Restaurant operator Cafe de Coral eyes Greater Bay Area growth
Restaurant operator Cafe de Coral Holdings is eyeing expansion opportunities in the Greater Bay Area to increase its Mainland China footprint.
The Hong Kong-listed company has reported a 16.2 per cent increase in profit attributable to shareholders of HK$239.1 million (US$30.57 million) in the first half year on a more modest 1.7 per cent increase in sales to $4.199 billion.
Chairman Sunny Lo Hoi Kwong said in a stock exchange filing that as at the end of September the group had 355 stores in Hong Kong and 98 on the mainland after opening seven new outlets during the first half year.
Those included two high-profile locations at the Shenzhen and Guangzhou airports. Another 10 outlets are scheduled to open before the end of the financial year.
“The group has identified a significant number of potential outlet locations throughout the Greater Bay Area, and we plan to aggressively grow our branch network over the coming two years to further solidify our presence in the Mainland China market,” said Lo.
“Although retail space became more readily available in Hong Kong, competition and rental rates for prime locations have remained high. Despite this challenge, the group continues to proactively expand our branch network, subject to the availability of attractive locations. We are fine-tuning our store network and actively negotiating with landlords for premium retail locations in Hong Kong.”
He said the improved profit showed that investments in internal improvements are bearing fruit.
“Revenue performance was stable whilst we focused on solidifying fundamentals and rationalising our branch network. During the reporting period, the dining-out market continued to grow – although customers are becoming more selective and price-sensitive in their dining habits. At the same time, labour shortages and a record low unemployment rate are proving to be challenging for staff recruitment.
However, the group remains confident in its ability to maintain growth through good times and bad, as it has proven over the past 50 years.”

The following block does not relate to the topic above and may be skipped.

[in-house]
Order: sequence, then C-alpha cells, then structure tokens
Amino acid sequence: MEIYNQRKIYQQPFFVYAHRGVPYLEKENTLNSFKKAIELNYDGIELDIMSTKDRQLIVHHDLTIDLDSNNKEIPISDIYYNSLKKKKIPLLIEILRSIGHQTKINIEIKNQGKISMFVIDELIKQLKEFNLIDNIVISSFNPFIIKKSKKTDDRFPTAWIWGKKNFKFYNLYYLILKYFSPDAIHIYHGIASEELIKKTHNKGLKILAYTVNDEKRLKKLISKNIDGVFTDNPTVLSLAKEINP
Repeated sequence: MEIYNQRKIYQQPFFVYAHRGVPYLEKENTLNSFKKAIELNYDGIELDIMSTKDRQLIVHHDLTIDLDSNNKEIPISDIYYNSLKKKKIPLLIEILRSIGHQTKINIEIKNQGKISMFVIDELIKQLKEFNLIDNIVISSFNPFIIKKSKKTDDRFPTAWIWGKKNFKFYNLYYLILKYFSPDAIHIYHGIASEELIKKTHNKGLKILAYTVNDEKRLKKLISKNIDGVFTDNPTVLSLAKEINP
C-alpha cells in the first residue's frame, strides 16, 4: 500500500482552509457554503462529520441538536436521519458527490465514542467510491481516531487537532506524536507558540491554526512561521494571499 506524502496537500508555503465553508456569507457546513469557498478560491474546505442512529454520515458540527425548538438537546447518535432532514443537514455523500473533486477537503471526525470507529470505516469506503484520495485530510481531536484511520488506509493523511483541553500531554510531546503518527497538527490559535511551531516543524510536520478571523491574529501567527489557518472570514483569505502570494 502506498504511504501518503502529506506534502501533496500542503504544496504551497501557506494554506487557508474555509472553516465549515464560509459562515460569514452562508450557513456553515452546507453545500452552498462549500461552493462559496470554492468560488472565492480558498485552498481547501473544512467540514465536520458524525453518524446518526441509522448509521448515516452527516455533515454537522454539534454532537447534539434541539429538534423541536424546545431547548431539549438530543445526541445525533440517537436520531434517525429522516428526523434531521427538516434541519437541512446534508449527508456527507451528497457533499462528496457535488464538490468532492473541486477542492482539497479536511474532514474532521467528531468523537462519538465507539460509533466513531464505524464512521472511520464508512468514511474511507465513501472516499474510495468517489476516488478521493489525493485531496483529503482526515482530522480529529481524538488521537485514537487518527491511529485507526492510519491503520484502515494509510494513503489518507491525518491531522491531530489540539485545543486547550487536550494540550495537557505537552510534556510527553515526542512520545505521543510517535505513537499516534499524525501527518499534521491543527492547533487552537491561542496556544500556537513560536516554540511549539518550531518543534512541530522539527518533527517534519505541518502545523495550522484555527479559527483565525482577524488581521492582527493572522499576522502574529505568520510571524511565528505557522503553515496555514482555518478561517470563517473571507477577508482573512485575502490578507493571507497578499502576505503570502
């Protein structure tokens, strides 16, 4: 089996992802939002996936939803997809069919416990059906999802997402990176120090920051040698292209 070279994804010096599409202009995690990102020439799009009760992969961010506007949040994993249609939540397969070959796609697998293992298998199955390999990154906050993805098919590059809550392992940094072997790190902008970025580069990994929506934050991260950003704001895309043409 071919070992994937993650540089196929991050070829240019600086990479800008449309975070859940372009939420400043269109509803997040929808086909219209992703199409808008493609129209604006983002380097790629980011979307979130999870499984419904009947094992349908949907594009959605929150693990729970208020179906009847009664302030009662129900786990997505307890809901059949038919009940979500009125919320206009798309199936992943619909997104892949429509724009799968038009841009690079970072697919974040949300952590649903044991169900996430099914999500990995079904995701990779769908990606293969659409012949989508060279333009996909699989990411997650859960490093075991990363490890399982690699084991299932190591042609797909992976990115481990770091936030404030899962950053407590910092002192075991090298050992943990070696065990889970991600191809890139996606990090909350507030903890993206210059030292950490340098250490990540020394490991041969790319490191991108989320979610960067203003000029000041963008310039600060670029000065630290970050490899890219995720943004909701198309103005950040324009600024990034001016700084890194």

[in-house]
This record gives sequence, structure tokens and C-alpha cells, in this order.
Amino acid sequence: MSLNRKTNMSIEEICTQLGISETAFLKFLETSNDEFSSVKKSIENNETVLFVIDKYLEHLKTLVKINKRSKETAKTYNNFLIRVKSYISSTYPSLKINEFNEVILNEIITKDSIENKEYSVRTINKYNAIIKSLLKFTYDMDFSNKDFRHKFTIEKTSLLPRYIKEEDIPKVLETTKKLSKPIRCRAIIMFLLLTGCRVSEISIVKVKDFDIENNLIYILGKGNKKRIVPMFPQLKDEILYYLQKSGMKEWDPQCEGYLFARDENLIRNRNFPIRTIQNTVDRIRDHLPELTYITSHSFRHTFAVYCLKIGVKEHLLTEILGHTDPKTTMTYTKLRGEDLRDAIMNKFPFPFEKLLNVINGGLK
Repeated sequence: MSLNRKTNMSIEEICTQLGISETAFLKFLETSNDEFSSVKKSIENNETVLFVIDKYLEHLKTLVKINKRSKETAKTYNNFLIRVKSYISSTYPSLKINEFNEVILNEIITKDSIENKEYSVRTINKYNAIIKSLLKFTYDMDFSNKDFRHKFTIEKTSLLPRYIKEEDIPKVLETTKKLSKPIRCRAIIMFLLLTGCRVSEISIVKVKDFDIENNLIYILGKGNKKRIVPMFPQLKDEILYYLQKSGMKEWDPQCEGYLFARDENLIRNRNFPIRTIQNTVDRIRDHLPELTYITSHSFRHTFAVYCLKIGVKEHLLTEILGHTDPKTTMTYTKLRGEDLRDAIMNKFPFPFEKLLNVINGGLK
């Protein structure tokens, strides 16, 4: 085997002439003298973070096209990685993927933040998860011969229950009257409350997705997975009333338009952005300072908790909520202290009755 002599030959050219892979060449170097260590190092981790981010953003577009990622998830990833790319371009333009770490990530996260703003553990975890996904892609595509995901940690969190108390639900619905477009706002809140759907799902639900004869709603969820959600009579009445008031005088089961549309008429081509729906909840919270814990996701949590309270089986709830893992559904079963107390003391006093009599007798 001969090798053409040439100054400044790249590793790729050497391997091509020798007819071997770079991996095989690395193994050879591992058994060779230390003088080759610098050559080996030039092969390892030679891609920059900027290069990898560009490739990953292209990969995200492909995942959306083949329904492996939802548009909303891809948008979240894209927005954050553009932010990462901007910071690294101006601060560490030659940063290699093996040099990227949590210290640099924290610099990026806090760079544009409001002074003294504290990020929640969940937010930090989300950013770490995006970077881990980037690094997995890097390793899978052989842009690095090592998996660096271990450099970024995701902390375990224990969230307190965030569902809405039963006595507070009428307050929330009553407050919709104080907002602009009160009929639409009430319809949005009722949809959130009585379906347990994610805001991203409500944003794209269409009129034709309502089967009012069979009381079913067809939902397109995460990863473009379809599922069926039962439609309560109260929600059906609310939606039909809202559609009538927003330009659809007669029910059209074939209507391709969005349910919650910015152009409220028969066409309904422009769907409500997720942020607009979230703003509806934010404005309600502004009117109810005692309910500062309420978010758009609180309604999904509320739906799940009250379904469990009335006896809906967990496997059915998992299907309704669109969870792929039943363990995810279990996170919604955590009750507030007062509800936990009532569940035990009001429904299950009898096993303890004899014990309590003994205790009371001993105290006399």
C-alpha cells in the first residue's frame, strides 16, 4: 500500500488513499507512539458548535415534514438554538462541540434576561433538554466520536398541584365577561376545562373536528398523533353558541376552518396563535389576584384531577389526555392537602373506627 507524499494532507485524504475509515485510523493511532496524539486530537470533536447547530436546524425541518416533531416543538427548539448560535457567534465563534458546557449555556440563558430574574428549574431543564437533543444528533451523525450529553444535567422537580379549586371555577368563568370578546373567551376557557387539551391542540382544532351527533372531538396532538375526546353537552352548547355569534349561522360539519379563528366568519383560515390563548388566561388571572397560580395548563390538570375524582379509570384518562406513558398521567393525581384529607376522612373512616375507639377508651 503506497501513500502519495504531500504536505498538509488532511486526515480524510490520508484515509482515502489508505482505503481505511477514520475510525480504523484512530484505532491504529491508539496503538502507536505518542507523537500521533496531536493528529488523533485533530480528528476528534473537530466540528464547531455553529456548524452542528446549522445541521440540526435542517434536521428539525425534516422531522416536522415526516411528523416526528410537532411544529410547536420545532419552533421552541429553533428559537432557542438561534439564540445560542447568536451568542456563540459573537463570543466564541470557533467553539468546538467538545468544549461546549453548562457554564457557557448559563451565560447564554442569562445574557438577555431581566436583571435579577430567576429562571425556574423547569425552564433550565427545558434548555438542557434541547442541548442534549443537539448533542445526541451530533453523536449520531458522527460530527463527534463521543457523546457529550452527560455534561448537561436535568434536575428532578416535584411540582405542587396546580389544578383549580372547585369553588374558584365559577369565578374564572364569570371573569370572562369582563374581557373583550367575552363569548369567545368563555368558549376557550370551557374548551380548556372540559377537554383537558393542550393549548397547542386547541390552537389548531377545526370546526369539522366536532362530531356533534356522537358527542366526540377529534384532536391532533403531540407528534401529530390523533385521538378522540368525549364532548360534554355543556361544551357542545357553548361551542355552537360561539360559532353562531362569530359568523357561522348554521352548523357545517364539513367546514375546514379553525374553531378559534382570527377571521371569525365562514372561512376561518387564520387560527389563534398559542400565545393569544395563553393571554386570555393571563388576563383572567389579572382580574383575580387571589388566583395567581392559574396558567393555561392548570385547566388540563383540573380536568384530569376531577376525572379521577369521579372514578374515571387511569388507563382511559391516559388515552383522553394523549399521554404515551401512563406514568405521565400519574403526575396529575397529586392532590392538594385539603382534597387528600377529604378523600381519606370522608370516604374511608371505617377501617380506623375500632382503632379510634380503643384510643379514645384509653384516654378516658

The biggest improvement was in the casual dining business, whose performance upgraded substantially after rationalising its brand and restaurant portfolio and addressing fundamentals. That, supported by a commitment to quality ingredients and seasonal promotions have improved the business’ contribution to the group’s overall results, said Lo.
Within its divisions, Cafe de Coral achieved same-store sales growth of 2 per cent and Super Super Congee and Noodles, 1 per cent.
The group’s casual-dining business improved its performance “substantially”, achieving revenue of $461.9 million during the six months, up 9.5 per cent year on year, despite a reduction of five stores to 63.
Lo said the company was now looking for new sites to expand its branch network.
Within that division, its leading brand The Spaghetti House delivered “strong performance” thanks to menu reengineering, seasonal promotions and “Star Chefs” collaborations. Oliver’s Super Sandwiches achieved positive growth and business momentum through reinforced branding, seasonal promotions and an emphasis on quality ingredients. Both brands engaged customers through popular VIP programs.
The group’s homegrown casual-dining brand, Shanghai Lao Lao, continued to grow sales from its 13 outlets, along with Mixian Sense which has 16 shops. Lo said the latter chain aims to become a leader in the mixian (rice noodle) market. Measures such as enhancing its food quality and ingredients and applying advanced technology – such as QR code ordering – have been warmly received by customers.
Meanwhile, the group continues to fine-tune the business models of its franchised brands, The Cup and Don Don Tei, exploring potential for scalability.
Mainland China sales rose 7.7 per cent to $590.7 million during the first half, however same-store sales growth remained flat during the period. The group plans to continue to focus on improving its dining-in experience after moves to enhance food quality have already pleased consumers.